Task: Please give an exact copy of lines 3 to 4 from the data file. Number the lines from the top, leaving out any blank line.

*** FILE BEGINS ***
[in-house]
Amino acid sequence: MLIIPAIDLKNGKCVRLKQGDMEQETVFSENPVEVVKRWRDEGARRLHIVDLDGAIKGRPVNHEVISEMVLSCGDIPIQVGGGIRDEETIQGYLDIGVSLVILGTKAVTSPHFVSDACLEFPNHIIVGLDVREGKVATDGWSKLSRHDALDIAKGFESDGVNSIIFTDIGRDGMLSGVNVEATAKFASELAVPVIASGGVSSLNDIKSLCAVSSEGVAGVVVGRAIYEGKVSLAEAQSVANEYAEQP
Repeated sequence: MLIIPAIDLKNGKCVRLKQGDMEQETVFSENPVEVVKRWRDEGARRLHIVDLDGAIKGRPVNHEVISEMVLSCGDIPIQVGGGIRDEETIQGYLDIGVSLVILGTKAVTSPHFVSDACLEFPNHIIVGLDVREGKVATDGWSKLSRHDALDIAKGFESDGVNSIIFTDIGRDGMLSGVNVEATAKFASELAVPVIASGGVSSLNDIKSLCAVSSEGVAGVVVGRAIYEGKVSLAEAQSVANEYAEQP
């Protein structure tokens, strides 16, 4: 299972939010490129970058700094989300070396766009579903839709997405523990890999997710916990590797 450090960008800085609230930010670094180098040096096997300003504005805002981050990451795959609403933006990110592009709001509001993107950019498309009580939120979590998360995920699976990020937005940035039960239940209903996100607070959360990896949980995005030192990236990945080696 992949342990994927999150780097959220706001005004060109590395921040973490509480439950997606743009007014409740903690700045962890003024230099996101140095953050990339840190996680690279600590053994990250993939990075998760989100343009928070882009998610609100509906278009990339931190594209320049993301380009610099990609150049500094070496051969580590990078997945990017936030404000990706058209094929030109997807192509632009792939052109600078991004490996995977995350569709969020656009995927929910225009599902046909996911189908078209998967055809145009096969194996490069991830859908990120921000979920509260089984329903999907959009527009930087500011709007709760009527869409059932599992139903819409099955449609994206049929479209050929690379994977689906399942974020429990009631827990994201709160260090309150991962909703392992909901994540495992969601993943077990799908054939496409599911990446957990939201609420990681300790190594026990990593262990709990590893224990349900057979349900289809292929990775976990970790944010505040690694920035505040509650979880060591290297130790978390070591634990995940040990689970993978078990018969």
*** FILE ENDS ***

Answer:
Repeated sequence: MLIIPAIDLKNGKCVRLKQGDMEQETVFSENPVEVVKRWRDEGARRLHIVDLDGAIKGRPVNHEVISEMVLSCGDIPIQVGGGIRDEETIQGYLDIGVSLVILGTKAVTSPHFVSDACLEFPNHIIVGLDVREGKVATDGWSKLSRHDALDIAKGFESDGVNSIIFTDIGRDGMLSGVNVEATAKFASELAVPVIASGGVSSLNDIKSLCAVSSEGVAGVVVGRAIYEGKVSLAEAQSVANEYAEQP
């Protein structure tokens, strides 16, 4: 299972939010490129970058700094989300070396766009579903839709997405523990890999997710916990590797 450090960008800085609230930010670094180098040096096997300003504005805002981050990451795959609403933006990110592009709001509001993107950019498309009580939120979590998360995920699976990020937005940035039960239940209903996100607070959360990896949980995005030192990236990945080696 992949342990994927999150780097959220706001005004060109590395921040973490509480439950997606743009007014409740903690700045962890003024230099996101140095953050990339840190996680690279600590053994990250993939990075998760989100343009928070882009998610609100509906278009990339931190594209320049993301380009610099990609150049500094070496051969580590990078997945990017936030404000990706058209094929030109997807192509632009792939052109600078991004490996995977995350569709969020656009995927929910225009599902046909996911189908078209998967055809145009096969194996490069991830859908990120921000979920509260089984329903999907959009527009930087500011709007709760009527869409059932599992139903819409099955449609994206049929479209050929690379994977689906399942974020429990009631827990994201709160260090309150991962909703392992909901994540495992969601993943077990799908054939496409599911990446957990939201609420990681300790190594026990990593262990709990590893224990349900057979349900289809292929990775976990970790944010505040690694920035505040509650979880060591290297130790978390070591634990995940040990689970993978078990018969």